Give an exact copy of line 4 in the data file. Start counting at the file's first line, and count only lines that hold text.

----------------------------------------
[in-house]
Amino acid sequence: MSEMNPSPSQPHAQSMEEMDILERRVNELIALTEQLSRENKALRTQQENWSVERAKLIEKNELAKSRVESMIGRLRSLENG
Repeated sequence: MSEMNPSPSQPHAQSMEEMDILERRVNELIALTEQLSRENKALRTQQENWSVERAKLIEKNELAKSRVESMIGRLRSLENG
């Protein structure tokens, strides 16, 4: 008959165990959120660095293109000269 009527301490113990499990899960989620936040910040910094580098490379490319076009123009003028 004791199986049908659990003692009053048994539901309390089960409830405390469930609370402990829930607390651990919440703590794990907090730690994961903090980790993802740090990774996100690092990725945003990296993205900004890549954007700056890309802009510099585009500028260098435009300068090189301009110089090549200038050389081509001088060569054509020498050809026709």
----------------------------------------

């Protein structure tokens, strides 16, 4: 008959165990959120660095293109000269 009527301490113990499990899960989620936040910040910094580098490379490319076009123009003028 004791199986049908659990003692009053048994539901309390089960409830405390469930609370402990829930607390651990919440703590794990907090730690994961903090980790993802740090990774996100690092990725945003990296993205900004890549954007700056890309802009510099585009500028260098435009300068090189301009110089090549200038050389081509001088060569054509020498050809026709």